manage to get the sanctions lifted: the view of the world may turn out to be
that the crimes were just too heinous."
Center-right Frankfurter Allgemeine noted (8/15): "The
establishment of a compensation fund for bereaved family members of the
Lockerbie attacks from 1988 will certainly speed up Colonel Qadhafi's
rapprochement with the rest of the world.
They know that the establishment of this fund is a Libyan admission of
guilt, but they criticize that Qadhafi is saved from a 'profound and
independent investigation' of the crime....
Will the Tripoli regime now find a way to show consideration for these
arguments? Washington and Tripoli have
tried for quite some time to improve relations.... Qadhafi wants to be deleted from the U.S.
list of those who are considered terrorists.
It may even be his dream to take part in the Steuben parade."
"Not Forgotten, Not Forgiven"
Centrist Der Tagesspiegel of Berlin remarked (8/15):
"The Usama bin Laden of the 80s returns to the bosom of the international
community. Muammar al Qadhafi the
murderer from the La Belle discotheque and Lockerbie will be deleted from the
list of those who support international terrorism...and sanctions against Libya
will be lifted. For moral purists,
including the family members of the Lockerbie crash, this looks like a
defeat.... But we need not be cynics to
welcome the compensation agreement. The
payment of money and, admittedly, the vague declaration...are clear: they are
an admission of guilt. And it is made
clear to a world that is increasingly unable to differ between historical truth
and political conspiracy that Qadhafi ordered the killing of 270 people over
Scotland. With this knowledge we can
return to the everyday agenda, i.e. return to those who are still on the
"The Lockerbie Deal"
Roland Heine argued in left-of-center Berliner Zeitung
(8/15): "It would be appropriate to consider the Lockerbie case to be
concluded after such a spectacular step of the Libyan side. But neither the expected declaration from
Tripoli to the UN Security Council nor the expected money payments will give us
certainty about the events surrounding PanAm flight 103 on December 21,
1988. It is well possible that the
Libyan leadership, in view of international pressure, only confesses what it
had planned and ordered...but so many imponderables and contradictions remain
that another hypothesis cannot be ignored.
Qadhafi is firmly determined to free himself from the pariah image. But without concessions in the Lockerbie
case, he will fail, regardless of whether or not he was the organizer of the
attack.... If the United Nations, in
return for Libya's concessions, really lifted the sanctions on Libya, which
have thus far only been suspended, then this would be an important success for
Libya's leader. If the U.S. then also
lifted its sanctions, the greatest danger for Qadhafi should be over. U.S. oil companies have been pushing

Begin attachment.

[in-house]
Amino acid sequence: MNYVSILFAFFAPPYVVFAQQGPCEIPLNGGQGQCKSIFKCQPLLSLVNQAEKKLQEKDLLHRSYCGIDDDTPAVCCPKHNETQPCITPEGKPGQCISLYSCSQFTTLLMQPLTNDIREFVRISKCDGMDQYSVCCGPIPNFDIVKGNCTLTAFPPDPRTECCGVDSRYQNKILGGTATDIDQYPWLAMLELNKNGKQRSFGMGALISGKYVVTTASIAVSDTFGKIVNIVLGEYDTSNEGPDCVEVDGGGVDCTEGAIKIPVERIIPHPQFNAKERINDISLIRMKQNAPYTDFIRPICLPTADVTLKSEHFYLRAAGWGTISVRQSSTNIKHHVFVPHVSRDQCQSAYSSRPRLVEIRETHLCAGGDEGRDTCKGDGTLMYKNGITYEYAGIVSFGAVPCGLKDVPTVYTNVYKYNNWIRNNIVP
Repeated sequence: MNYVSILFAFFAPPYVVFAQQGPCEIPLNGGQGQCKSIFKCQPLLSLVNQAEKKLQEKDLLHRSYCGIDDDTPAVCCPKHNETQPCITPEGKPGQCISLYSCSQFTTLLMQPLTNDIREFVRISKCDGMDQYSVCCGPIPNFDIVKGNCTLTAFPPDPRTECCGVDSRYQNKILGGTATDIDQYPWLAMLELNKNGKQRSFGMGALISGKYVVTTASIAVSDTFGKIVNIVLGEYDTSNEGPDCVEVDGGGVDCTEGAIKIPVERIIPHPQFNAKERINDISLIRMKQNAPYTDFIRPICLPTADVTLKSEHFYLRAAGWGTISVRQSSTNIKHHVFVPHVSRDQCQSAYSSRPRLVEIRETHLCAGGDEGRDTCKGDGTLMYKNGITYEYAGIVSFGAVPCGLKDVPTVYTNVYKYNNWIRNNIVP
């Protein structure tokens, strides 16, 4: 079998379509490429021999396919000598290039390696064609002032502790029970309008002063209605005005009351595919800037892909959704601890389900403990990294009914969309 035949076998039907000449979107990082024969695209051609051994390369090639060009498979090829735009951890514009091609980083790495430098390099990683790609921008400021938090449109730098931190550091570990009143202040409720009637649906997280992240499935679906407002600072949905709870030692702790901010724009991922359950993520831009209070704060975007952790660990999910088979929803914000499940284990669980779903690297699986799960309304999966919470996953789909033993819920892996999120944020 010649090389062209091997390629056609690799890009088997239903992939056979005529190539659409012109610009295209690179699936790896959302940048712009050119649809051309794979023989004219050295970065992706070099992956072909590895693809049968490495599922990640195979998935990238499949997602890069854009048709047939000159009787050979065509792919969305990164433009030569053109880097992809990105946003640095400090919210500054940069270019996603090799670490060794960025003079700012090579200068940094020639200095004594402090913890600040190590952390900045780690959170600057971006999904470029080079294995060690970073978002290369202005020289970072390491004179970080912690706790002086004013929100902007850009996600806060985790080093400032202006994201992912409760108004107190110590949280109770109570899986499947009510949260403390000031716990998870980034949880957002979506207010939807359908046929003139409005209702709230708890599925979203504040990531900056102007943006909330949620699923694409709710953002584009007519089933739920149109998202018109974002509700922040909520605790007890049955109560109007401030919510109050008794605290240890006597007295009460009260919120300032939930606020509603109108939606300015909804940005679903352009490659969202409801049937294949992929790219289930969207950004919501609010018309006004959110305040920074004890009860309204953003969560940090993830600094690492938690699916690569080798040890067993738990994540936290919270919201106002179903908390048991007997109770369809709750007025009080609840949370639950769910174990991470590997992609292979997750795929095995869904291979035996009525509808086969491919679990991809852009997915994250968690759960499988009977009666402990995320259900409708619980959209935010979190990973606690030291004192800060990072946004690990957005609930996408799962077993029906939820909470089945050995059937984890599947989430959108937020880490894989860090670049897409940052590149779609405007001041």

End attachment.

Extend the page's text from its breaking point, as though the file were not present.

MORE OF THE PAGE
Washington anyway not to build permanent obstacles that could prevent them from
striking promising deals with Libya."
"All Is Well That Ends Well?"
Centrist Mitteldeutsche Zeitung editorialized (8/15):
"The family members of the U.S. victims have a different view and want
Qadhafi to be put on trial. In view of
their suffering, this demand is understandable, but it remains unrealistic. It is surprising enough that Qadhafi
extradited his agents to justice authorities and allowed others to force him to
publicly confess his guilt and to accept compensation payments. Saddam Hussein or Kim Jong-il would certainly
not have been willing to do this. What
remains is the insight that terrorist attacks can be atoned for and that war is
not the first and only strategy against terrorism."
"A Bit Of Satisfaction"
Right-of-center Hamburger Abendblatt contended (8/15):
"Despite the billions in compensation payments to the family members of
the victims of Lockerbie, Libya's revolutionary leader Qadhafi remains a
dictator. But the ruler in Tripoli has
recognized the signs of the time. Iraq's
example demonstrated to him that short work is made of rogue states, and this
is likely to have improved Qadhafi's willingness to pay. It is true that the family members will not
get back their next-of-kin, but maybe they feel at least a bit of
Right-of-center Die Welt of Berlin
asserted (8/13): "If an accommodation with Libya is now within reach...we
could be tempted to speak in a cynical way of a deal where a criminal buys
himself the freedom of prosecution. But
as a matter of fact, Libya has cut or considerably reduced its links to terror
thanks to international sanctions.
Training camps were closed, Islamic militants extradited to Egypt and
Jordan, and the Palestinian Abu Nidal terrorist group was deported to Iraq. Following 9/11, Libya's intelligence service
even cooperated with the U.S. Muammar
Qadhafi remains a dictator, and blood sticks to his hands. But he has, unlike Saddam Hussein, recognized
the signs of the time. And they are not
favorable for rogue states."
ITALY: "Qadhafi’s Conversion With
In a front-page, lengthy editorial Sandro Viola commented in
left-leaning, influential La Repubblica (8/19): “Qadhafi is putting himself back within the
rules with all western powers...and recognizes ‘his agents’ responsibility’ in
the Lockerbie case.... In other words, Qadhafi
is about to go back with all rights into the international community. And in order to be readmitted, he does not
count the dollars, especially to the Americans.... Qadhafi wants to open up his country to the
world, as is happening in neighboring Tunisia.
He wants to open up the beautiful beaches and the desert to the
Qadhafi Comes Back Into The World Looking At
Igor Man opined in centrist, influential La
Stampa (8/17): “ The ‘Lockerbie case’ has been settled. Tripoli recognized it was guilty. Why did Qadhafi...decide to declare he was
guilty today? After 15 years of
problems... Qadhafi has finally realized that in order to overcome the tough